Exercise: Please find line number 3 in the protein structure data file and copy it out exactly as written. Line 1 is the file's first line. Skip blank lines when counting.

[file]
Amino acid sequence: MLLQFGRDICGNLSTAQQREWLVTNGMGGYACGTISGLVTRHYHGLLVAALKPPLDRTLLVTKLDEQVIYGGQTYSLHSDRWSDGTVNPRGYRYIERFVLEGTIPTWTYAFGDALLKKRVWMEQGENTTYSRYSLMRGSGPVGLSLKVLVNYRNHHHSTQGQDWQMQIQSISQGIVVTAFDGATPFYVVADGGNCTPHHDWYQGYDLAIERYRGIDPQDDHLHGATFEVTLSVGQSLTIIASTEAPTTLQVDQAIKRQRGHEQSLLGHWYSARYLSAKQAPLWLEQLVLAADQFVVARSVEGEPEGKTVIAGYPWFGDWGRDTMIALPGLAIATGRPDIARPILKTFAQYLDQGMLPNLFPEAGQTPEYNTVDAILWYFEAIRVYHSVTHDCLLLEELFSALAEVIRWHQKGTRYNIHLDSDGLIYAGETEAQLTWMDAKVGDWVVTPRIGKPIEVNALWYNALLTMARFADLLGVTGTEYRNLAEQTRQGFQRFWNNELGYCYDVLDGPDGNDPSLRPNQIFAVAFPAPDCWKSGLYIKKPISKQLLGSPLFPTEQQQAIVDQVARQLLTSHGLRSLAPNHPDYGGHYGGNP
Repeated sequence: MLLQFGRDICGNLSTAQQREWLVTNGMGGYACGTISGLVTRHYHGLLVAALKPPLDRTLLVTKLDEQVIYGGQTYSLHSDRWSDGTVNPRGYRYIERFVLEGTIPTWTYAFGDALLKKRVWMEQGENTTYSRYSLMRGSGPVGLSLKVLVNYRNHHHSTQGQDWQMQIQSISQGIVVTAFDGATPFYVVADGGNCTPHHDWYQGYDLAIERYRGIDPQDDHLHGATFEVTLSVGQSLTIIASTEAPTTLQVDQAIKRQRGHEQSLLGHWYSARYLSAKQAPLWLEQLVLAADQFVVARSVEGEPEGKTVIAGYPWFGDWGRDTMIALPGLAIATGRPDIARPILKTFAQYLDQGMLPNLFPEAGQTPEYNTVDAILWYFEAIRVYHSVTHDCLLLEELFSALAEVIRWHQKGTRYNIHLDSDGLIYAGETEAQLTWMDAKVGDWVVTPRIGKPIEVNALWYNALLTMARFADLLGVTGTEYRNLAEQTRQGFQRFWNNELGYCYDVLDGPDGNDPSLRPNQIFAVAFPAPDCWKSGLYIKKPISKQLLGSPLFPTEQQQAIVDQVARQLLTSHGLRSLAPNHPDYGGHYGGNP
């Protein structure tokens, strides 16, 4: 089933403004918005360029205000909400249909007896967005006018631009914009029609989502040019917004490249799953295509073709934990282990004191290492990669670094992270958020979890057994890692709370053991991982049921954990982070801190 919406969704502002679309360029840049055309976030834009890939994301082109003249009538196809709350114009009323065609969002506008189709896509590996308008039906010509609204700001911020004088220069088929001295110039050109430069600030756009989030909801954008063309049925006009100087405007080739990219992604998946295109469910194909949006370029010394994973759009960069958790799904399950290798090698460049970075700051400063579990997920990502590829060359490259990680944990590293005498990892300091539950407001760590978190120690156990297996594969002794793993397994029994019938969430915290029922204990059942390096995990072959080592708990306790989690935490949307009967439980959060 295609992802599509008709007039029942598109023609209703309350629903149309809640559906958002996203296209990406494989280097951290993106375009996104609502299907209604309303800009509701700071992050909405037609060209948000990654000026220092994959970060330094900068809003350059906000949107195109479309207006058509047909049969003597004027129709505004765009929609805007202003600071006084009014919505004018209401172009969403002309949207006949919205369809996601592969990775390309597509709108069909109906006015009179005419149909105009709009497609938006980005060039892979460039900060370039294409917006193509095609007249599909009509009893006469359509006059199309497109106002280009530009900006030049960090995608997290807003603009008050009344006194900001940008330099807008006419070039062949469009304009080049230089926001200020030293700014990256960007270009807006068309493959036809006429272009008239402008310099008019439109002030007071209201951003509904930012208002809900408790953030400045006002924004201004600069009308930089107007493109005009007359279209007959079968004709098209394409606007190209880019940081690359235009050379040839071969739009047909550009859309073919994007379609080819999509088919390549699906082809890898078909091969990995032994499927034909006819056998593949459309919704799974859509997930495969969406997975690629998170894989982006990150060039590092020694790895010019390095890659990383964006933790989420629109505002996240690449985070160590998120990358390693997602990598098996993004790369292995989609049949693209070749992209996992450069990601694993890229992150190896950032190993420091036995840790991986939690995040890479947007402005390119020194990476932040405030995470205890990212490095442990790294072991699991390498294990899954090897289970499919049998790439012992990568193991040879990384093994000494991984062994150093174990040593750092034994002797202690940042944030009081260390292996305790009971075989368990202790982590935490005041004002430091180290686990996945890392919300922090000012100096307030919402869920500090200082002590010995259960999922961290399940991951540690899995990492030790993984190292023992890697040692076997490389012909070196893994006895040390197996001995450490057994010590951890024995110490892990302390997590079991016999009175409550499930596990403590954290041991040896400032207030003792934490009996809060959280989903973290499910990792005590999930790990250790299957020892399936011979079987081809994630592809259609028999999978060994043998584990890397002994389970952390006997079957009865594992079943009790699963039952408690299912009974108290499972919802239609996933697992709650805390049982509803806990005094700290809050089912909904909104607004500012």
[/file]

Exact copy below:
């Protein structure tokens, strides 16, 4: 089933403004918005360029205000909400249909007896967005006018631009914009029609989502040019917004490249799953295509073709934990282990004191290492990669670094992270958020979890057994890692709370053991991982049921954990982070801190 919406969704502002679309360029840049055309976030834009890939994301082109003249009538196809709350114009009323065609969002506008189709896509590996308008039906010509609204700001911020004088220069088929001295110039050109430069600030756009989030909801954008063309049925006009100087405007080739990219992604998946295109469910194909949006370029010394994973759009960069958790799904399950290798090698460049970075700051400063579990997920990502590829060359490259990680944990590293005498990892300091539950407001760590978190120690156990297996594969002794793993397994029994019938969430915290029922204990059942390096995990072959080592708990306790989690935490949307009967439980959060 295609992802599509008709007039029942598109023609209703309350629903149309809640559906958002996203296209990406494989280097951290993106375009996104609502299907209604309303800009509701700071992050909405037609060209948000990654000026220092994959970060330094900068809003350059906000949107195109479309207006058509047909049969003597004027129709505004765009929609805007202003600071006084009014919505004018209401172009969403002309949207006949919205369809996601592969990775390309597509709108069909109906006015009179005419149909105009709009497609938006980005060039892979460039900060370039294409917006193509095609007249599909009509009893006469359509006059199309497109106002280009530009900006030049960090995608997290807003603009008050009344006194900001940008330099807008006419070039062949469009304009080049230089926001200020030293700014990256960007270009807006068309493959036809006429272009008239402008310099008019439109002030007071209201951003509904930012208002809900408790953030400045006002924004201004600069009308930089107007493109005009007359279209007959079968004709098209394409606007190209880019940081690359235009050379040839071969739009047909550009859309073919994007379609080819999509088919390549699906082809890898078909091969990995032994499927034909006819056998593949459309919704799974859509997930495969969406997975690629998170894989982006990150060039590092020694790895010019390095890659990383964006933790989420629109505002996240690449985070160590998120990358390693997602990598098996993004790369292995989609049949693209070749992209996992450069990601694993890229992150190896950032190993420091036995840790991986939690995040890479947007402005390119020194990476932040405030995470205890990212490095442990790294072991699991390498294990899954090897289970499919049998790439012992990568193991040879990384093994000494991984062994150093174990040593750092034994002797202690940042944030009081260390292996305790009971075989368990202790982590935490005041004002430091180290686990996945890392919300922090000012100096307030919402869920500090200082002590010995259960999922961290399940991951540690899995990492030790993984190292023992890697040692076997490389012909070196893994006895040390197996001995450490057994010590951890024995110490892990302390997590079991016999009175409550499930596990403590954290041991040896400032207030003792934490009996809060959280989903973290499910990792005590999930790990250790299957020892399936011979079987081809994630592809259609028999999978060994043998584990890397002994389970952390006997079957009865594992079943009790699963039952408690299912009974108290499972919802239609996933697992709650805390049982509803806990005094700290809050089912909904909104607004500012």